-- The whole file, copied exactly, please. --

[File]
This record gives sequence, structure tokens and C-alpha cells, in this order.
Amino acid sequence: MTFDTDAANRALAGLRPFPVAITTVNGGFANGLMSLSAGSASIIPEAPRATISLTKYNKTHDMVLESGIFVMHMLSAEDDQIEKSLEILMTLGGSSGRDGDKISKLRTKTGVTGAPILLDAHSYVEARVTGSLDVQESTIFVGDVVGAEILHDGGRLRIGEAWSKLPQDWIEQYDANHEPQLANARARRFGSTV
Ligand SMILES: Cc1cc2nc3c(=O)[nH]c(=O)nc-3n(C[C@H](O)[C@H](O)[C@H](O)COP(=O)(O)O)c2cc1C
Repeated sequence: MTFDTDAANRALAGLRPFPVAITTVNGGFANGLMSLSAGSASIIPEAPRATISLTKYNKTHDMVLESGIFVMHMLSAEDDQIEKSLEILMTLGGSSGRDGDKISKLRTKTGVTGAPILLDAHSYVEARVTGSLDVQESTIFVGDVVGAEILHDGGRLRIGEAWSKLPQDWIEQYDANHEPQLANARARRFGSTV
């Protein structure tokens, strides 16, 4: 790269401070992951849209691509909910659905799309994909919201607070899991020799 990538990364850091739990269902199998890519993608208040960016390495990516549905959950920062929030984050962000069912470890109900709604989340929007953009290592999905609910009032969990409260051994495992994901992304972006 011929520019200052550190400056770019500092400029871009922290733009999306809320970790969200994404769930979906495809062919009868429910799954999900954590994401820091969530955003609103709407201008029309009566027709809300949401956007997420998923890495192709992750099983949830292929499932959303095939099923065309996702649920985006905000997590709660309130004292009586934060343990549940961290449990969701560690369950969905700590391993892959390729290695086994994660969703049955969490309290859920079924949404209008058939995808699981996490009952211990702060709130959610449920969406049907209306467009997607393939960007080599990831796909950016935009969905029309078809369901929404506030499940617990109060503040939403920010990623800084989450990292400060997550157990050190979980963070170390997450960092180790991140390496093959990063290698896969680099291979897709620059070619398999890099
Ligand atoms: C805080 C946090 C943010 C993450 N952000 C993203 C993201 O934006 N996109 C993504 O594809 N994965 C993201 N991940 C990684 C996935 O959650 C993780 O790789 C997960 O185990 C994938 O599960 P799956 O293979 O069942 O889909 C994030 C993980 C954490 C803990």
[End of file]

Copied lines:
This record gives sequence, structure tokens and C-alpha cells, in this order.
Amino acid sequence: MTFDTDAANRALAGLRPFPVAITTVNGGFANGLMSLSAGSASIIPEAPRATISLTKYNKTHDMVLESGIFVMHMLSAEDDQIEKSLEILMTLGGSSGRDGDKISKLRTKTGVTGAPILLDAHSYVEARVTGSLDVQESTIFVGDVVGAEILHDGGRLRIGEAWSKLPQDWIEQYDANHEPQLANARARRFGSTV
Ligand SMILES: Cc1cc2nc3c(=O)[nH]c(=O)nc-3n(C[C@H](O)[C@H](O)[C@H](O)COP(=O)(O)O)c2cc1C
Repeated sequence: MTFDTDAANRALAGLRPFPVAITTVNGGFANGLMSLSAGSASIIPEAPRATISLTKYNKTHDMVLESGIFVMHMLSAEDDQIEKSLEILMTLGGSSGRDGDKISKLRTKTGVTGAPILLDAHSYVEARVTGSLDVQESTIFVGDVVGAEILHDGGRLRIGEAWSKLPQDWIEQYDANHEPQLANARARRFGSTV
């Protein structure tokens, strides 16, 4: 790269401070992951849209691509909910659905799309994909919201607070899991020799 990538990364850091739990269902199998890519993608208040960016390495990516549905959950920062929030984050962000069912470890109900709604989340929007953009290592999905609910009032969990409260051994495992994901992304972006 011929520019200052550190400056770019500092400029871009922290733009999306809320970790969200994404769930979906495809062919009868429910799954999900954590994401820091969530955003609103709407201008029309009566027709809300949401956007997420998923890495192709992750099983949830292929499932959303095939099923065309996702649920985006905000997590709660309130004292009586934060343990549940961290449990969701560690369950969905700590391993892959390729290695086994994660969703049955969490309290859920079924949404209008058939995808699981996490009952211990702060709130959610449920969406049907209306467009997607393939960007080599990831796909950016935009969905029309078809369901929404506030499940617990109060503040939403920010990623800084989450990292400060997550157990050190979980963070170390997450960092180790991140390496093959990063290698896969680099291979897709620059070619398999890099
Ligand atoms: C805080 C946090 C943010 C993450 N952000 C993203 C993201 O934006 N996109 C993504 O594809 N994965 C993201 N991940 C990684 C996935 O959650 C993780 O790789 C997960 O185990 C994938 O599960 P799956 O293979 O069942 O889909 C994030 C993980 C954490 C803990």